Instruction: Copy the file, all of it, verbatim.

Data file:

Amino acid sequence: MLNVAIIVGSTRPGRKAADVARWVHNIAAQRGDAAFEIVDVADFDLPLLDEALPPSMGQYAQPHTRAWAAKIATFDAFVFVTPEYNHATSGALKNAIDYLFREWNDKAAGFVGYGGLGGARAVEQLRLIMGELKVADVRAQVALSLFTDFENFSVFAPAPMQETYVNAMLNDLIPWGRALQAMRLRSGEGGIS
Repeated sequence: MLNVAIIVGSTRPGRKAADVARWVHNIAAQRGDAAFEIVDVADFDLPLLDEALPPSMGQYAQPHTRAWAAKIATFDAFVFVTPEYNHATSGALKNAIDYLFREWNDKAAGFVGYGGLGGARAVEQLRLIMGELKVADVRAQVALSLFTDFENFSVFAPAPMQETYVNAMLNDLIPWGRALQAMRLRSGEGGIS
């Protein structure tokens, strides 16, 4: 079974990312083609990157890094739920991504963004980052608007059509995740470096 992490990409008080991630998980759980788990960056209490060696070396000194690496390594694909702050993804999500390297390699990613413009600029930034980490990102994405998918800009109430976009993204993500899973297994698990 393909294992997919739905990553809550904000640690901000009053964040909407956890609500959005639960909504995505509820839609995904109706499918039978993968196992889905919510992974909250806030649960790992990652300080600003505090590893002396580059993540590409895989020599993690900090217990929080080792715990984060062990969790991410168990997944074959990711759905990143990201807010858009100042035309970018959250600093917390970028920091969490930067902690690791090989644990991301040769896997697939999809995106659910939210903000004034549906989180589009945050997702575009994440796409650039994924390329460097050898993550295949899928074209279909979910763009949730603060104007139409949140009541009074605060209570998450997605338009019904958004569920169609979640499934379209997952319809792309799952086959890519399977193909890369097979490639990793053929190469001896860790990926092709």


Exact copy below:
Amino acid sequence: MLNVAIIVGSTRPGRKAADVARWVHNIAAQRGDAAFEIVDVADFDLPLLDEALPPSMGQYAQPHTRAWAAKIATFDAFVFVTPEYNHATSGALKNAIDYLFREWNDKAAGFVGYGGLGGARAVEQLRLIMGELKVADVRAQVALSLFTDFENFSVFAPAPMQETYVNAMLNDLIPWGRALQAMRLRSGEGGIS
Repeated sequence: MLNVAIIVGSTRPGRKAADVARWVHNIAAQRGDAAFEIVDVADFDLPLLDEALPPSMGQYAQPHTRAWAAKIATFDAFVFVTPEYNHATSGALKNAIDYLFREWNDKAAGFVGYGGLGGARAVEQLRLIMGELKVADVRAQVALSLFTDFENFSVFAPAPMQETYVNAMLNDLIPWGRALQAMRLRSGEGGIS
């Protein structure tokens, strides 16, 4: 079974990312083609990157890094739920991504963004980052608007059509995740470096 992490990409008080991630998980759980788990960056209490060696070396000194690496390594694909702050993804999500390297390699990613413009600029930034980490990102994405998918800009109430976009993204993500899973297994698990 393909294992997919739905990553809550904000640690901000009053964040909407956890609500959005639960909504995505509820839609995904109706499918039978993968196992889905919510992974909250806030649960790992990652300080600003505090590893002396580059993540590409895989020599993690900090217990929080080792715990984060062990969790991410168990997944074959990711759905990143990201807010858009100042035309970018959250600093917390970028920091969490930067902690690791090989644990991301040769896997697939999809995106659910939210903000004034549906989180589009945050997702575009994440796409650039994924390329460097050898993550295949899928074209279909979910763009949730603060104007139409949140009541009074605060209570998450997605338009019904958004569920169609979640499934379209997952319809792309799952086959890519399977193909890369097979490639990793053929190469001896860790990926092709």